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Confession of the Lioness


Confession of the Lioness

written by Mia Couto, translated by David Brookshaw

Say what you will about literary awards, but at least they draw attention to authors and books with which you may have been unfamiliar. Among the 10 nominees for this year’s Man Booker International Prize, which until now has been awarded every two years to honor an author published in English, was the Mozambique writer Mia Couto. (Last week, the Man Group announced that the prize would become an annual award, recognize individual books rather than a body of work, and give half the prize money to the books’ translators.) It’s probably safe to say that few Western readers have heard of Couto or know that he is one of the most respected African authors at work today. But that’s likely to change with the publication of his magnificent new novel, CONFESSION OF THE LIONESS.

The book for which Couto is most famous is 1992’s SLEEPWALKING LAND. In it, Muidinga, a boy who can’t see his shadow because of an illness he contracted after eating sour mandioca (cassava), searches the African countryside for his parents with the help of an old man named Tuahir. They stumble upon a notebook by a boy named Kindzu, in which he relates tales of naparamas (traditional warriors blessed by witch doctors) and xipocos (ghosts that derive joy from a person’s suffering) while chronicling events from Mozambique’s 15-year civil war, which began in 1977. Couto splits the narrative between Kindzu’s adventures and Muidinga and Tuahir’s nights in a burnt-out bus to create a compelling, magical-realist tale of the birth of modern Mozambique.

"The wonder of this book is that it is a thrilling adventure tale that is also a trenchant commentary on the repressive treatment of women in post-colonial Mozambique."

In CONFESSION OF THE LIONESS, Couto again uses a dual-narrative technique and magical realism to comment on present-day Mozambique and its political environment. The story takes place in the village of Kulumani. Lions have been attacking and killing the women of the village. One of the hardest hit families is the Mpepe clan. Three of their four daughters have been killed. Only 32-year-old Mariamar, the eldest, is still alive.

The village elders realize they need to stop the attacks before all the women of Kulumani are dead. They put out word that they need a hunter to come to their village to vanquish the lions. A newspaper in Maputo, Mozambique’s capital, runs a contest to determine who will go to Kulumani. The winner is Archangel (Archie) Bullseye, a celebrated hunter who comes from a family of hunters. He is happy to have won but says that this will be his last expedition.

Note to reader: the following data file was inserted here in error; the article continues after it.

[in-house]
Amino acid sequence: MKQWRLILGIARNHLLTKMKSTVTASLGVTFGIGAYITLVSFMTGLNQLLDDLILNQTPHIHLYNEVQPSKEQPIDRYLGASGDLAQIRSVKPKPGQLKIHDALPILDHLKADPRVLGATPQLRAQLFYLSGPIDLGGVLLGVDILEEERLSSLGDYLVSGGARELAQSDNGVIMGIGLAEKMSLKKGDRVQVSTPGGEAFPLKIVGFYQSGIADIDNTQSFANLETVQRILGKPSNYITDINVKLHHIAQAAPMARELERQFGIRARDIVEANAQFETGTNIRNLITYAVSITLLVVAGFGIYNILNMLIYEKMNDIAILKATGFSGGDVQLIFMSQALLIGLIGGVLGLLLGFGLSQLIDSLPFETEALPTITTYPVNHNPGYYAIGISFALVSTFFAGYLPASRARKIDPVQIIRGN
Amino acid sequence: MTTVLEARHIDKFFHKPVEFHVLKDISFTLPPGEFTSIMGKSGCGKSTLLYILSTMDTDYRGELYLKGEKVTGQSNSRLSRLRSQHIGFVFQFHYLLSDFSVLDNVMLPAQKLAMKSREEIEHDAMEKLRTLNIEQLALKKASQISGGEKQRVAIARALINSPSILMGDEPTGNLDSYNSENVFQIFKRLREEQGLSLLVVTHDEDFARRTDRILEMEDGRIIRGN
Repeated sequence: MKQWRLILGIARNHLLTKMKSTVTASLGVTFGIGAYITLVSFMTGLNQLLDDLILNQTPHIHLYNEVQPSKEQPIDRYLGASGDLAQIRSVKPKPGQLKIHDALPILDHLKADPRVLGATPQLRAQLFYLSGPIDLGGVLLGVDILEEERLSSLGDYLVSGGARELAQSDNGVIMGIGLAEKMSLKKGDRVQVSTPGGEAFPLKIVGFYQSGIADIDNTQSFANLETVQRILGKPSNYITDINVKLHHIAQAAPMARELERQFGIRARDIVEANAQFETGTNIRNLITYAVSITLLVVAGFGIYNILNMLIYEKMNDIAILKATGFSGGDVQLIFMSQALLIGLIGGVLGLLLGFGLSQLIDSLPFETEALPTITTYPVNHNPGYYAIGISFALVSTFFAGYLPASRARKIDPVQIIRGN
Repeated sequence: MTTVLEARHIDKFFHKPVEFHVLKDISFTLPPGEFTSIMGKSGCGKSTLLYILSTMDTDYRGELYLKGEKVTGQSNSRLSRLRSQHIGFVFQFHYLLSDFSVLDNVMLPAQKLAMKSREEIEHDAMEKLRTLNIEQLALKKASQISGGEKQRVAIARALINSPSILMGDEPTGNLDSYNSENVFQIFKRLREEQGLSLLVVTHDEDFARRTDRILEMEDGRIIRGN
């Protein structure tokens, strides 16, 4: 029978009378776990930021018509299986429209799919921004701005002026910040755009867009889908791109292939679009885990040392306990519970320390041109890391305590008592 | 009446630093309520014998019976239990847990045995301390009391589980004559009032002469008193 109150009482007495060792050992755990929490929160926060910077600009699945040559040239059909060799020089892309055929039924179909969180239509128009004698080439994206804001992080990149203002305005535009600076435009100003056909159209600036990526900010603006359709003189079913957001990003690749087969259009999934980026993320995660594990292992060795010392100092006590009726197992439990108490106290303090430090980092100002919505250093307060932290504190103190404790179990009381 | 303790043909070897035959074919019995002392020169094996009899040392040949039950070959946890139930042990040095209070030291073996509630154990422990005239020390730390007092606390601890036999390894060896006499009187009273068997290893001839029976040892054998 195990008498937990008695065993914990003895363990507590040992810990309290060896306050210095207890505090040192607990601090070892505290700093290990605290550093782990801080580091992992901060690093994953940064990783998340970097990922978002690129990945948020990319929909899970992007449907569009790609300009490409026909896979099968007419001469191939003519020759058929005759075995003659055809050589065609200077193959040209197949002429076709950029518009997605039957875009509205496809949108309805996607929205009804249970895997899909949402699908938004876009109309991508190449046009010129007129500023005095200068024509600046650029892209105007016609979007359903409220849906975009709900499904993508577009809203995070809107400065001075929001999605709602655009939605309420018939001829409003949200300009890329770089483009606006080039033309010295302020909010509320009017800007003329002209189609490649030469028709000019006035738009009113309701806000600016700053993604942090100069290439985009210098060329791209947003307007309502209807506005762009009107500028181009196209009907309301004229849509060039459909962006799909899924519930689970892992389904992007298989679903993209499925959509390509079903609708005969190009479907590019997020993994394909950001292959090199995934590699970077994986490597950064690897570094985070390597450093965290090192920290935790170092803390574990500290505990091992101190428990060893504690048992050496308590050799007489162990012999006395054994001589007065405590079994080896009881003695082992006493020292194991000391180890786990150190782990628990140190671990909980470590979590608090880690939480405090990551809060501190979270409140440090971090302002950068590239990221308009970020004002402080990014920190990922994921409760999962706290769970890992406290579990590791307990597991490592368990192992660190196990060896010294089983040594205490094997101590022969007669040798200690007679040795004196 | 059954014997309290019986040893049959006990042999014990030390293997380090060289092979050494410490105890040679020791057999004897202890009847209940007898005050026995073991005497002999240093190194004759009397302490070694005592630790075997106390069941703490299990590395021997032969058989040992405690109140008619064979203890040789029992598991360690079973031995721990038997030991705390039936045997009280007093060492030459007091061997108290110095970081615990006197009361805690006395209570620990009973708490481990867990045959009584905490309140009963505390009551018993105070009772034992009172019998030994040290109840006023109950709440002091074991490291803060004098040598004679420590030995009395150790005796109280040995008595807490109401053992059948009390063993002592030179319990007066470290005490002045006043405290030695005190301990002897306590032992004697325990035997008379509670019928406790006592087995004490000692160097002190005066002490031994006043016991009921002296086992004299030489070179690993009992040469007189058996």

Archie is no stranger to Kulumani. Sixteen years earlier, when Mariamar was 16, he came to the village on his motorbike to kill a savage crocodile. While he was there, he saved Mariamar from the advances of a lewd policeman named Maliqueto. She fell in love with Archie, but he left Kulumani a few days later, and she hasn’t seen him since.

Couto shifts the narrative back and forth between Mariamar’s and Archie’s perspectives. This brilliant technique allows us to see all facets of the conflict. We learn that Archie not only harbored feelings for Mariamar during his earlier visit but also is now in love with Luzilia, the nurse who cares for his brother, Roland, who has been institutionalized since he shot their father years earlier in what is believed to be an accidental killing. And Mariamar, thought by many in the village to be mad, sees visions --- the silhouette of her sister Silência, the lastto be killed, appears while Mariamar is plucking chickens in the henhouse --- and suspects that spiritual forces such as the vantumi va vanu (lion-people) may be the true cause of Kulumani’s problems.

CONFESSION OF THE LIONESS has a hypnotic effect on the reader. The prose is spare and mesmerizing --- David Brookshaw translated from the Portuguese, as he did with SLEEPWALKING LAND --- and Couto builds tension beautifully through the gradual dissemination of information. The wonder of this book is that it is a thrilling adventure tale that is also a trenchant commentary on the repressive treatment of women in post-colonial Mozambique. When the wife of a district administrator barges into a meeting from which women are excluded, she yells, “Do you know why they don’t allow women to speak? Because they’re already dead.” The implication in this marvelous novel is that Kulumani, and perhaps much of Mozambique, prefers its women to remain unseen, like Muidinga’s shadow.

Reviewed by Michael Magras on July 17, 2015

Confession of the Lioness
written by Mia Couto, translated by David Brookshaw

  • Publication Date: October 11, 2016
  • Genres: Fiction
  • Paperback: 208 pages
  • Publisher: Picador
  • ISBN-10: 1250097266
  • ISBN-13: 9781250097262